Get on the Bus

Updated February 11, 2017 | Infoplease Staff
Director:Spike Lee
Writer:Reggie Rock Bythewood
Director of Photography:Elliot Davis
Editor:Leander T. Sales
Music:Terence Blanchard
Production Designer:Ina Mayhew
Producers:Reuben Cannon, Bill Borden and Barry Rosenbush
Columbia; R; 122 minutes
Cast:Ossie Davis, Charles S. Dutton, Richard Belzer, DeAundre Bonds, Andre Braugher, Thomas Jefferson Byrd, Gabriel Casseus, Albert Hall, Harry Lennix, Hill Harper, Bernie Mac, Wendell Pierce, Roger Guenveur Smith, Isaiah Washington and Steve White

It's no accident that this film debuted on the anniversary of the Million Man March, the Louis Farrakhan-organized, historic gathering of, well, fewer than one million black men in Washington D.C. The film chronicles the 3,000-mile bus ride from Los Angeles to the march, with its 15 passengers trying to work out some heavy issues. Evan Thomas, Sr. (Byrd) and his petty-crook son, Junior (Bonds), are chained together per a court order and strengthen their troubled relationship. Biracial cop (Smith) has a chip on his shoulder since his father was killed by a black man. There's a gay couple (Washington and Lennix) who contemplate their role in the black community and give homophobe Flip (Braugher) some enlightenment. There's also a token white guy, a Jewish bus driver (Belzer), who wanted nothing to do with the march, citing Farrakhan's anti-Semitic views. The fresh dialogue and debates keep the film from seeming claustrophobic.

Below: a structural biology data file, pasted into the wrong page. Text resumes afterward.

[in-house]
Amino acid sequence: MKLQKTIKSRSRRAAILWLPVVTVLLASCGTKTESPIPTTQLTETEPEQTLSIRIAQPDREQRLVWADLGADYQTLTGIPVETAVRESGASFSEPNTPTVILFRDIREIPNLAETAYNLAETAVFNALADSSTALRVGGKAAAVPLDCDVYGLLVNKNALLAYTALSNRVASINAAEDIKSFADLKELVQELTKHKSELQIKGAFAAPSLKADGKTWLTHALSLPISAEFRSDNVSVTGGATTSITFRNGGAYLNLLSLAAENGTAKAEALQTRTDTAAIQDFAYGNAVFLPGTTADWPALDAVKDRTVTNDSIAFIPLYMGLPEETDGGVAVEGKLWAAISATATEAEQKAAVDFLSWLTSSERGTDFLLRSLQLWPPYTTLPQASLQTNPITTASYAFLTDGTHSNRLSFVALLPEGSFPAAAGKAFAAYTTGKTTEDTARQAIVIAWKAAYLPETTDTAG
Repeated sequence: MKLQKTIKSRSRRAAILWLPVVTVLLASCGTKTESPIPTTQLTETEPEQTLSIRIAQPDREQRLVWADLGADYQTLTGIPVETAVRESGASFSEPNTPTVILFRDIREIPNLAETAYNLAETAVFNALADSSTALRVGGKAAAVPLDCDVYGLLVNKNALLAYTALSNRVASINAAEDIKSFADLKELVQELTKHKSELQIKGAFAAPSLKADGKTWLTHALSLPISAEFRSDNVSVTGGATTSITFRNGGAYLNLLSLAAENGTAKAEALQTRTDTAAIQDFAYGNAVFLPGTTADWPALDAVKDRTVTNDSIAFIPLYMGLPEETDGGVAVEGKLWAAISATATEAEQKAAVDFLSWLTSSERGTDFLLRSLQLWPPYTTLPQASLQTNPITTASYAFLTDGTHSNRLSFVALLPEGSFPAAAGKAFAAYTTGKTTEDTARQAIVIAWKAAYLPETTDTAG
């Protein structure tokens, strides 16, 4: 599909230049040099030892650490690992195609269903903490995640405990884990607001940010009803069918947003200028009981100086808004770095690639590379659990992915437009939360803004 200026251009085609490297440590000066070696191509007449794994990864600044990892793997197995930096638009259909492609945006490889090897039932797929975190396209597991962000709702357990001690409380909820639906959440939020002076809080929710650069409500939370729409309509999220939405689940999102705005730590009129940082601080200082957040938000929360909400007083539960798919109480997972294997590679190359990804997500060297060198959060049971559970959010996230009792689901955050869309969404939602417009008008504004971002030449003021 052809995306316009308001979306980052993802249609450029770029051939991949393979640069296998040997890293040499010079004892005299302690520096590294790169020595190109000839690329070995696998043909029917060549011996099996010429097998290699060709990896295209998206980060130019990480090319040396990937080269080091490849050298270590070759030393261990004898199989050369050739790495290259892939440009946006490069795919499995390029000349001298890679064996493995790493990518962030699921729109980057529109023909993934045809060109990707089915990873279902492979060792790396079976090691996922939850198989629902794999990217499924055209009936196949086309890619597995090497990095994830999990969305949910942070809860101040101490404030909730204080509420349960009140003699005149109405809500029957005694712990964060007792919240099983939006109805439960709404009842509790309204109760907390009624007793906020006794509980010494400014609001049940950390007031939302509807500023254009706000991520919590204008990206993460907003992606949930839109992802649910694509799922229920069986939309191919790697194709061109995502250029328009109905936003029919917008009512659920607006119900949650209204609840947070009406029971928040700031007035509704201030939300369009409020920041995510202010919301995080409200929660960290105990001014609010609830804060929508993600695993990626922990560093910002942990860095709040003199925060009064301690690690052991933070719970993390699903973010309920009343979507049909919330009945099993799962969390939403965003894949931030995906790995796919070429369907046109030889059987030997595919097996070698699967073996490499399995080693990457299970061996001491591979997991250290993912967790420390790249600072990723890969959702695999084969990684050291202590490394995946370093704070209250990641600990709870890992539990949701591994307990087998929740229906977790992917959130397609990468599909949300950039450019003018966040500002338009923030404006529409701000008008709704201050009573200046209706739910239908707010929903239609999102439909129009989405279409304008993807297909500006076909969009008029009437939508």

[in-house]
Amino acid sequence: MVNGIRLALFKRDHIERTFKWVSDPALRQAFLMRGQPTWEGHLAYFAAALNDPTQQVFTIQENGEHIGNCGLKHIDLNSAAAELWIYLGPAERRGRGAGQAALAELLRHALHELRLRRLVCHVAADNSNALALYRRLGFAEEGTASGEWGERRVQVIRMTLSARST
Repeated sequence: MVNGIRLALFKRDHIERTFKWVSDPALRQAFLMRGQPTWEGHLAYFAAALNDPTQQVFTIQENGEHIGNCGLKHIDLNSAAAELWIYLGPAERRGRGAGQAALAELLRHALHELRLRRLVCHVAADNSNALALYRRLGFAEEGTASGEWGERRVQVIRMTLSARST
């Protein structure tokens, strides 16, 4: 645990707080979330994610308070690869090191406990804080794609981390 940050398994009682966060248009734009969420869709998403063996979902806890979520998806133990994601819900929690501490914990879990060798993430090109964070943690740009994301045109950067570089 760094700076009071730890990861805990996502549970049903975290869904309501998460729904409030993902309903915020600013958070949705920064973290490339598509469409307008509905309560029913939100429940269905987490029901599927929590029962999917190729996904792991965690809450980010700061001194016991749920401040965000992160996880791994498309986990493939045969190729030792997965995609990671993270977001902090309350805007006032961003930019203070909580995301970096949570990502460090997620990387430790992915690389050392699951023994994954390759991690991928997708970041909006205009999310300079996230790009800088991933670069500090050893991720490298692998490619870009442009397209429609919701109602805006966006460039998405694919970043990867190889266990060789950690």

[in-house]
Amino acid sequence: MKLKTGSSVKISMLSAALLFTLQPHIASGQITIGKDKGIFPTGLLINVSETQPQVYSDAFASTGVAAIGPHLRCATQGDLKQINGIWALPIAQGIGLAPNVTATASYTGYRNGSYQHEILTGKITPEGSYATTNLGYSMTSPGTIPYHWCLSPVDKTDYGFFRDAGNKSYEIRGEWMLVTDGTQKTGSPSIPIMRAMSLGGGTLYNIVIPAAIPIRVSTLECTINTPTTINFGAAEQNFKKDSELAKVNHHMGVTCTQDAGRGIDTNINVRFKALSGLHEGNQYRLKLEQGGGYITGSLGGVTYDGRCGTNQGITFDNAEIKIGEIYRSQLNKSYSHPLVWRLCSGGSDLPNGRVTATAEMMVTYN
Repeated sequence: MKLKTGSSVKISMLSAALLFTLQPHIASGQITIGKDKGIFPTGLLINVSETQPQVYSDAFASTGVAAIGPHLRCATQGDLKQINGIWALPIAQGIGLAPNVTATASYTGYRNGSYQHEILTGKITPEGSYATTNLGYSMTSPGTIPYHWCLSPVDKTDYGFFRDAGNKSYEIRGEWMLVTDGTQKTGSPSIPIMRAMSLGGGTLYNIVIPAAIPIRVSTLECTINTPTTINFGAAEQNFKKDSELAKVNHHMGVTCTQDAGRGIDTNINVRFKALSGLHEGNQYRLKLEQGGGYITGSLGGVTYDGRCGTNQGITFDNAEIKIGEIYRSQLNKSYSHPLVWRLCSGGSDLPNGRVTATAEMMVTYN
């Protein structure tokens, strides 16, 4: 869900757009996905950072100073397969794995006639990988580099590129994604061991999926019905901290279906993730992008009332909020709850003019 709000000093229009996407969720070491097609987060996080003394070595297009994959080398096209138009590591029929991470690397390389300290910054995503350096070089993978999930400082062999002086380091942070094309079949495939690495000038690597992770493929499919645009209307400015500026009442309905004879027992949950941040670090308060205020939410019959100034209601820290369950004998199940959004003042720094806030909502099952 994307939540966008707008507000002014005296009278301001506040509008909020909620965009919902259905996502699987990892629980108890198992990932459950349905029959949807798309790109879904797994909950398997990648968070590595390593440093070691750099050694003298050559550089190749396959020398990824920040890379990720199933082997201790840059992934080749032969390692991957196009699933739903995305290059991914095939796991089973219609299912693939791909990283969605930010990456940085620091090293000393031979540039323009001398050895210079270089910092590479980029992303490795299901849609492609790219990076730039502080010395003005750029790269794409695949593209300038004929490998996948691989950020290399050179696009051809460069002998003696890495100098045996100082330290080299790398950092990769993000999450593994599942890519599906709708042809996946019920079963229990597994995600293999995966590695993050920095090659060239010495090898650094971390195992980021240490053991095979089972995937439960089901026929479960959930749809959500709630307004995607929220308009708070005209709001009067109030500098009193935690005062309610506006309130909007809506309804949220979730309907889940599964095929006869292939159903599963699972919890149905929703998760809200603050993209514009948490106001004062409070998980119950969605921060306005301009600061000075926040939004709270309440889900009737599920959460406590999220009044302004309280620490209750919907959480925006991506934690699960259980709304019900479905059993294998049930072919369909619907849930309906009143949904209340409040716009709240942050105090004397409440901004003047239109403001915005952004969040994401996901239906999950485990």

Sources +